A fully inkjet-printed gas sensor to detect very low levels of nitrogen dioxide, a toxic gas, has been developed by researchers in the Department of Materials Engineering and Materials Research Centre led by Subho Dasgupta. The sensor is based on thin films of mesoporous tin oxide.
To create the “ink” for printing, they combined a tin oxide precursor (metal halide) with a tri-block copolymer and an additional organic compound called xylene that helps in increasing the pore size. They used an inkjet printer to print this ink onto a substrate, and allowed it to self-assemble into layers of crystalline tin oxide with well-connected pores 15-20 nm in size. The printed sensor has a large surface area to efficiently adsorb and desorb nitrogen dioxide. It also allows fast movement of electrons within its crystalline tin oxide ligaments, resulting in enhanced sensing.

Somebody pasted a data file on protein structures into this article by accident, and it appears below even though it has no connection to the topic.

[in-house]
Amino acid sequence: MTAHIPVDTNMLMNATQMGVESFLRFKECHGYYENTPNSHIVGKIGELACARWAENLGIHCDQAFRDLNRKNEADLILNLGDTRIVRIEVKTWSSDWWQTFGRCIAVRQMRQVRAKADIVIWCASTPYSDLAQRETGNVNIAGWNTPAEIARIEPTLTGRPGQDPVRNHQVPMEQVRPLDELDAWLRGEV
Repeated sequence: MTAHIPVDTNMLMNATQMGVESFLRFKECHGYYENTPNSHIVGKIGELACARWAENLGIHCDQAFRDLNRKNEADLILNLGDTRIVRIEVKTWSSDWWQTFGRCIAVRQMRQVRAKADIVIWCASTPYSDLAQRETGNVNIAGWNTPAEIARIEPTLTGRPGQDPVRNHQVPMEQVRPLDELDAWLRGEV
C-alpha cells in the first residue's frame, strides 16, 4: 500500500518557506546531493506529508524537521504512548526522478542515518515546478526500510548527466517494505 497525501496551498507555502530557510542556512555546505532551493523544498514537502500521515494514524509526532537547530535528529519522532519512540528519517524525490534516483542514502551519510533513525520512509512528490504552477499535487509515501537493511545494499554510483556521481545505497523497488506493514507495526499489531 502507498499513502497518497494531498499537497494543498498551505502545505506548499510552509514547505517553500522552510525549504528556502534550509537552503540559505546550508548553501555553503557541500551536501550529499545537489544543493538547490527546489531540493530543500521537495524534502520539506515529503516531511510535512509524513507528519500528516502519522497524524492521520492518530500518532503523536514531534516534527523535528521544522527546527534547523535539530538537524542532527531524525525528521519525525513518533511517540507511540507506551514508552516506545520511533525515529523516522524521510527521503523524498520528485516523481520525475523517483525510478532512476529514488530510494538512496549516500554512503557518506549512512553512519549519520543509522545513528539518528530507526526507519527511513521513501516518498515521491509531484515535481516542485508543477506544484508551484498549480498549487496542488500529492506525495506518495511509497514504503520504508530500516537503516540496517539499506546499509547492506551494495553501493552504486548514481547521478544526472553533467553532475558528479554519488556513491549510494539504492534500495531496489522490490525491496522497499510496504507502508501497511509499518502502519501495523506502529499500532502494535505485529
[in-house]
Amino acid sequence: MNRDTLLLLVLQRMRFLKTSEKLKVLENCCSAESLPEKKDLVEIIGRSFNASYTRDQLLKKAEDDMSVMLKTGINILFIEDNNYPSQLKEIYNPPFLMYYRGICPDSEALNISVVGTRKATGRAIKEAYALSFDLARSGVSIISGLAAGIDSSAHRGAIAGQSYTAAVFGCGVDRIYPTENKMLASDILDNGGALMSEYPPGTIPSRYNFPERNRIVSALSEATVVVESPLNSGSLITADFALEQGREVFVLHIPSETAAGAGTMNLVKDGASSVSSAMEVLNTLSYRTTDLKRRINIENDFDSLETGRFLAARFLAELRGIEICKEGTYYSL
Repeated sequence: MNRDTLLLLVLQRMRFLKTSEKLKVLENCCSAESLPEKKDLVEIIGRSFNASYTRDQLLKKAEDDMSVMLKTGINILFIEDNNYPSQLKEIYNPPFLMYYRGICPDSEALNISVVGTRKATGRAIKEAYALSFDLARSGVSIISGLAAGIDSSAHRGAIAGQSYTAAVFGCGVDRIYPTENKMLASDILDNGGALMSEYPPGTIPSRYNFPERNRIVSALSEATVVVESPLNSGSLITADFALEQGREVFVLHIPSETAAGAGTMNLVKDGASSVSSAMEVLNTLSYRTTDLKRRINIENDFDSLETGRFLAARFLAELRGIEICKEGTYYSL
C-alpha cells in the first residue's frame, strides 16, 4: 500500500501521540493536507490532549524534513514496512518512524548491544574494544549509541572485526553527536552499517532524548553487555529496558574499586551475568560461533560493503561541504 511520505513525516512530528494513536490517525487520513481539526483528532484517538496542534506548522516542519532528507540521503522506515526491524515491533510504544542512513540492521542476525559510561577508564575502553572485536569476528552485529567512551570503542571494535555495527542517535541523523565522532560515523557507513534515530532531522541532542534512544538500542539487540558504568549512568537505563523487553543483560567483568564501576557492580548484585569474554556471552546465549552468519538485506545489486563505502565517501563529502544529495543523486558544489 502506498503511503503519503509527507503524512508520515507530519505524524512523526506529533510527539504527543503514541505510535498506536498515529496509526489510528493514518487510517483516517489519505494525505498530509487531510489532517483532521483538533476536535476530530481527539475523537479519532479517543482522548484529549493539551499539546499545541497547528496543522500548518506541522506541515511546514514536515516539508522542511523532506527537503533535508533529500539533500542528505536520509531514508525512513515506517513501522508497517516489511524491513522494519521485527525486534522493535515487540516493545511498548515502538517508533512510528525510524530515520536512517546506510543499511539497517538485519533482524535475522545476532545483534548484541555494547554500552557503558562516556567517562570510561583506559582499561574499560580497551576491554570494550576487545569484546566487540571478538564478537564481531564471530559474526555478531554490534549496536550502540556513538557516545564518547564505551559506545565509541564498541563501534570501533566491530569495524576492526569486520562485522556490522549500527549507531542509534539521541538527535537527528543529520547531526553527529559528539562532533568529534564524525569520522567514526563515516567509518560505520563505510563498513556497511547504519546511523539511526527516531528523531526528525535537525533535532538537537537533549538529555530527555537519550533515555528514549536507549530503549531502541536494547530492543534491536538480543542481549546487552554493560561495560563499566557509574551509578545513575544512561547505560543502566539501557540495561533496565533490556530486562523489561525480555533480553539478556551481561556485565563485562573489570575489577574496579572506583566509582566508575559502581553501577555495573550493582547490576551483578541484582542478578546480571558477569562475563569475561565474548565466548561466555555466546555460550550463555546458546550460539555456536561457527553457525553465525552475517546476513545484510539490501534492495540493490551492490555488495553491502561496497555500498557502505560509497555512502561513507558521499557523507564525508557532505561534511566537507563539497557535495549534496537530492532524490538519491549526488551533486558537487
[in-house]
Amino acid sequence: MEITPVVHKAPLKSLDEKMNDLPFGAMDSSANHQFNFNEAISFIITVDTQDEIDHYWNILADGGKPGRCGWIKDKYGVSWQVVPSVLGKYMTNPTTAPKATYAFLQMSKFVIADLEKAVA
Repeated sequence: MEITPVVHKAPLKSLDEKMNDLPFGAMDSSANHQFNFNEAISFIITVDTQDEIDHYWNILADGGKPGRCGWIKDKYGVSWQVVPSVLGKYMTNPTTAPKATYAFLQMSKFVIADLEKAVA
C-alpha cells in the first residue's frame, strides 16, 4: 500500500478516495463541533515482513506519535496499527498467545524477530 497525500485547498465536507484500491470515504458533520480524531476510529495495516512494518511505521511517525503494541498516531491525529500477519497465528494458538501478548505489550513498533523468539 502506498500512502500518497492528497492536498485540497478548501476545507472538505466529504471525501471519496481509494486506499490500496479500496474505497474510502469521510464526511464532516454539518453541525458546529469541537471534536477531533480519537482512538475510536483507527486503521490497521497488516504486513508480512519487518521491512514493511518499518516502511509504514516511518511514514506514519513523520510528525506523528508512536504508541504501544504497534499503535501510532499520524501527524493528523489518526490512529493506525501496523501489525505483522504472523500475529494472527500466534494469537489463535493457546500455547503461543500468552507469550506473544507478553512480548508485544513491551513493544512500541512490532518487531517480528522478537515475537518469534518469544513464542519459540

The sensor was able to detect even trace amounts of nitrogen dioxide – as low as 20 parts per billion. It also provided stronger response than most currently available gas sensors in the market or the ones that the researchers developed at the lab scale.
The use of an inkjet printing technique also makes it easier to scale up the process to produce inexpensive gas sensors for a wide range of applications.